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Integral Awakening admin-awakening-truth Thursday, 30 July 2020 Hits
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Amma Thanasanti is a mentor for the Mindfulness Meditation Teacher Certificate Program (MMTCP), a two year course that teaches diverse mentees living in 51 countries how to facilitate mindfulness in groups. This slightly edited letter below was to one of the groups after a lengthy email exchange about racism.


I have been having many conversations about racism, systemic oppression and awakening to the implicit biases I sit in as a white person, and how that is on a continuum with explicit biases that I abhor.


I have been talking about what happens when we speak about racism. How awkward these conversations can be both for me as a white individual and as a white facilitator, and for some of my white students. I have been talking about what happens when you don’t address racism. As a leader, if I don’t explicitly name racism when it shows up there are problems. One issue occurs when I give space for an individual to have their own opinions. But when, for example, their opinion denies the reality of racism, and I do not explicitly delineate the difference between the right of an individual to their opinion, and the way their opinion is part of a pattern that supports racism, there is a lot of impact for People of Color. It leaves the people who are usually the ones marginalized, at the brunt of the joke, prejudice, and carrying the load of systemic oppression impacted. They feel numb, like they are crazy, afraid to speak up, or unable to find the tremendous energy to show up when there is so much denial to fight through.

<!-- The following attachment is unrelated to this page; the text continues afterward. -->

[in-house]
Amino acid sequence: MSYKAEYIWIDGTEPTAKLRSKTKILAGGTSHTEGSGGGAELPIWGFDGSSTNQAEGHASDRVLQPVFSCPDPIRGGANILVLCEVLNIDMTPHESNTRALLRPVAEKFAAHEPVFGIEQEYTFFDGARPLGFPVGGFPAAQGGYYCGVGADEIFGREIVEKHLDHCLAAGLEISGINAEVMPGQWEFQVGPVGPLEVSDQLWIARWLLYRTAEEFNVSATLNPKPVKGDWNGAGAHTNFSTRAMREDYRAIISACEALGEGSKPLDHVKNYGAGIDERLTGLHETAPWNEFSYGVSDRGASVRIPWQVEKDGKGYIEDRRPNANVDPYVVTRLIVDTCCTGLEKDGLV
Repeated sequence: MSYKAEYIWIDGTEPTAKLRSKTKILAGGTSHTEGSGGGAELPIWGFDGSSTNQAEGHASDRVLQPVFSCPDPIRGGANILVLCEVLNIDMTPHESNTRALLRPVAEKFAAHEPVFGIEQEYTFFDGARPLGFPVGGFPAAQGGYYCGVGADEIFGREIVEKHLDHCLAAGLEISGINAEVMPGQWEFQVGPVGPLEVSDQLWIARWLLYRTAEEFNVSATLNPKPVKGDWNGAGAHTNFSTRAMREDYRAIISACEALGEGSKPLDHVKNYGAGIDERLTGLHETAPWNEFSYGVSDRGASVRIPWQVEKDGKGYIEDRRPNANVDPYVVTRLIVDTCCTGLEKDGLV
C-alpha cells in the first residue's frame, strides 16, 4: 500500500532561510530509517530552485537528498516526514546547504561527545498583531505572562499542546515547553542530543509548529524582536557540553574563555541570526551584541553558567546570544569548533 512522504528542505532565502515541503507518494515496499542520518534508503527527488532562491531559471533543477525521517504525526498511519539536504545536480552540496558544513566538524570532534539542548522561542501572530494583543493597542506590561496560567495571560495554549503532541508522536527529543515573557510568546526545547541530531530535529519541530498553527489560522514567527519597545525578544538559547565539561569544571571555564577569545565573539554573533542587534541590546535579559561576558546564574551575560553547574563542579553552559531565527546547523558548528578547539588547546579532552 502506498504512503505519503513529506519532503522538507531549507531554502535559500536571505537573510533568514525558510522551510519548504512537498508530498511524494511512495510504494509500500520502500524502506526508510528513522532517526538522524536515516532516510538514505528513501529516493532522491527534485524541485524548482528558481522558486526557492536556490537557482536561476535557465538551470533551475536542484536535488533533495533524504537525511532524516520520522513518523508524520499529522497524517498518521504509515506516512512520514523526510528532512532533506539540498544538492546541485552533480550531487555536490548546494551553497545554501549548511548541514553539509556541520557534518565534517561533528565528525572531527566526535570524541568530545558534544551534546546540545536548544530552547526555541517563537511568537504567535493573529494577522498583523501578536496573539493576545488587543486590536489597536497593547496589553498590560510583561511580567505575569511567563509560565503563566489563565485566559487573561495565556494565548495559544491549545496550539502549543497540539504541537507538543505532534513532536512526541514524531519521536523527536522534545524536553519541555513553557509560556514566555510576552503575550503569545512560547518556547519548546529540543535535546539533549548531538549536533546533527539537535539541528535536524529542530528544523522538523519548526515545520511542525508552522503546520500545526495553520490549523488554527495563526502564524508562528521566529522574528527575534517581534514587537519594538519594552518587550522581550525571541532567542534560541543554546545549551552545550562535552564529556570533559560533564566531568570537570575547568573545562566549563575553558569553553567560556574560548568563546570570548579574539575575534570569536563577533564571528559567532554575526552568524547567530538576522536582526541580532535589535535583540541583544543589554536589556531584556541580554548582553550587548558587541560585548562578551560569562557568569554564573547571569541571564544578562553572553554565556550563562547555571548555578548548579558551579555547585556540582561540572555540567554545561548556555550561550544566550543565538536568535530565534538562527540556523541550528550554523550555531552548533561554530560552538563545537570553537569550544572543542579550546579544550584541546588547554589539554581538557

Many of these conversations have been initiated because I have put my foot in my mouth, made mistakes and have been dealing with the mop up after. One thing that I’m learning is that I’m learning. There is no end to learning about racism and the dynamics of privilege individually, culturally and systemically. I have learned, I can’t do this alone. I can’t see my implicit biases all by myself. I need friends, students, colleagues, and mentors who are willing to show me alternatives, not throw me under the bus when I make mistakes, which I do often. I need friends to help me link together the implicit biases I cannot see, the biases that posits my white centric world as reality, and see the connection with the relational and the structural forms of racism that I clearly do not want to support. The work is time consuming, often painful, and yet the rewards are tangible. Slowly, I observe my own increased capacity to move in directions that are less harmful, more harmless, less supportive of collusion and delusion, and more aligned with what I value. Doing this works makes me feel my deep connection with all of life, and gives me the resources to show up when I’m scared. The single biggest help in doing this work is increasing my own window of tolerance. This way, I can deal with increasing levels of discomfort, squirm in my skin a little longer before freezing and becoming unable to respond or feeling like I’m in unsafe territory and need to escape or defend.


The unfortunate and very real truth is that systemic racism is real, pervasive, and deadly. Deadly not only because people are killed just for being Black, Brown and Indigenous, but killed from lack of healthcare, housing, funds or despair from the weight of it all. All of these things are in place because of structural laws and cultural agreements that keep it that way, the traumas that have been passed down from one generation to the next and are lived through in real time, re-enacted in small microaggressions and gross brutality often. This is true where I live in the USA. I know racism was present when the US constitution was written and signed. While I haven’t been to all your countries, I have lived in the UK, Canada, and Spain and have visited Switzerland, France, Italy, India, Thailand, Nepal, Mexico, New Zealand. In each of these countries I have been to, I’ve seen racism enacted in front of me and in the systems embedded in the country.